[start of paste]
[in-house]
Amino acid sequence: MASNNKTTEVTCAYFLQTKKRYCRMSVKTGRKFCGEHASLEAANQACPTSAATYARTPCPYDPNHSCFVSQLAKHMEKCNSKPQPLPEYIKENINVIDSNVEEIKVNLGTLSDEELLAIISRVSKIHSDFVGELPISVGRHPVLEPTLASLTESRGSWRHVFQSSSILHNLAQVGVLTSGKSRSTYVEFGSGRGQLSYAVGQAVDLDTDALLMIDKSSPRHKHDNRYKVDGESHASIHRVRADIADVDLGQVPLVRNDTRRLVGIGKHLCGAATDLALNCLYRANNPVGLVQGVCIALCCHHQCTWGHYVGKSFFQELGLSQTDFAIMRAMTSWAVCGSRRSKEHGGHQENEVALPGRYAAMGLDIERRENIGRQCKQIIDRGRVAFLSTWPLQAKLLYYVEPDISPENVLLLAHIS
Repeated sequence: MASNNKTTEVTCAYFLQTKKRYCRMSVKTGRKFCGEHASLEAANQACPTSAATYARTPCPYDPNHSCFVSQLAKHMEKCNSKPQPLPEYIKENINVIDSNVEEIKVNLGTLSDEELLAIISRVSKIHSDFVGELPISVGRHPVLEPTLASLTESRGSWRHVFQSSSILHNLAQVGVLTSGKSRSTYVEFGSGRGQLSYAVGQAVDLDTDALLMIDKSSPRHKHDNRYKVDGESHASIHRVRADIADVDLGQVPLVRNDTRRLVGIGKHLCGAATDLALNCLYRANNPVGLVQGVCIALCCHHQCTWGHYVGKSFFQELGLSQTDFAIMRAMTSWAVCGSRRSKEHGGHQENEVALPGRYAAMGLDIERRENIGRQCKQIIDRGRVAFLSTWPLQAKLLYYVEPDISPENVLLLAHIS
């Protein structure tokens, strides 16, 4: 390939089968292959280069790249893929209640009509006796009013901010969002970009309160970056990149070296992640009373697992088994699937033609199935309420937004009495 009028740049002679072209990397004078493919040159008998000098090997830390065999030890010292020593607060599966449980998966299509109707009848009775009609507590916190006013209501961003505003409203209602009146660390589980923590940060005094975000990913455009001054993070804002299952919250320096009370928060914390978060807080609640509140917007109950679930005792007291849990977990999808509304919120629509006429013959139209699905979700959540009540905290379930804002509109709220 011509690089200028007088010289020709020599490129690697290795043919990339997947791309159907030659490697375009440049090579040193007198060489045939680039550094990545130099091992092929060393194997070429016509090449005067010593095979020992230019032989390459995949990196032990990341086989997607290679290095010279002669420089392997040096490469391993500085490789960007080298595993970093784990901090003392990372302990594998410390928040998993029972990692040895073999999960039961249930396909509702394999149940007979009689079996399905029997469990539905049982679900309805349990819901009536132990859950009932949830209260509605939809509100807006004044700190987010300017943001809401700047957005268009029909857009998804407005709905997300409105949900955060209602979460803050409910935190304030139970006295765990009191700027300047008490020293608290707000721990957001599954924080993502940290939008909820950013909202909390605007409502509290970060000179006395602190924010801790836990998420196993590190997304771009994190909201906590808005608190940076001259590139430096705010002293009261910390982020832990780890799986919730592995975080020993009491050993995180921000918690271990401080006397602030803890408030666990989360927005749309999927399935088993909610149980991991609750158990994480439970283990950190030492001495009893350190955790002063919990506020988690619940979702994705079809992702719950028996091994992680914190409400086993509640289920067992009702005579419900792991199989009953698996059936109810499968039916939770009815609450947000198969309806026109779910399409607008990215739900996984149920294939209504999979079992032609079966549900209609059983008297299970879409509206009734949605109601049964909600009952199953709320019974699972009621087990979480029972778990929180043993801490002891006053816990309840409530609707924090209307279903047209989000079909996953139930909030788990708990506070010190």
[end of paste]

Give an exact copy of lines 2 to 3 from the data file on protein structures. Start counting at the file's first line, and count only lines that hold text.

Amino acid sequence: MASNNKTTEVTCAYFLQTKKRYCRMSVKTGRKFCGEHASLEAANQACPTSAATYARTPCPYDPNHSCFVSQLAKHMEKCNSKPQPLPEYIKENINVIDSNVEEIKVNLGTLSDEELLAIISRVSKIHSDFVGELPISVGRHPVLEPTLASLTESRGSWRHVFQSSSILHNLAQVGVLTSGKSRSTYVEFGSGRGQLSYAVGQAVDLDTDALLMIDKSSPRHKHDNRYKVDGESHASIHRVRADIADVDLGQVPLVRNDTRRLVGIGKHLCGAATDLALNCLYRANNPVGLVQGVCIALCCHHQCTWGHYVGKSFFQELGLSQTDFAIMRAMTSWAVCGSRRSKEHGGHQENEVALPGRYAAMGLDIERRENIGRQCKQIIDRGRVAFLSTWPLQAKLLYYVEPDISPENVLLLAHIS
Repeated sequence: MASNNKTTEVTCAYFLQTKKRYCRMSVKTGRKFCGEHASLEAANQACPTSAATYARTPCPYDPNHSCFVSQLAKHMEKCNSKPQPLPEYIKENINVIDSNVEEIKVNLGTLSDEELLAIISRVSKIHSDFVGELPISVGRHPVLEPTLASLTESRGSWRHVFQSSSILHNLAQVGVLTSGKSRSTYVEFGSGRGQLSYAVGQAVDLDTDALLMIDKSSPRHKHDNRYKVDGESHASIHRVRADIADVDLGQVPLVRNDTRRLVGIGKHLCGAATDLALNCLYRANNPVGLVQGVCIALCCHHQCTWGHYVGKSFFQELGLSQTDFAIMRAMTSWAVCGSRRSKEHGGHQENEVALPGRYAAMGLDIERRENIGRQCKQIIDRGRVAFLSTWPLQAKLLYYVEPDISPENVLLLAHIS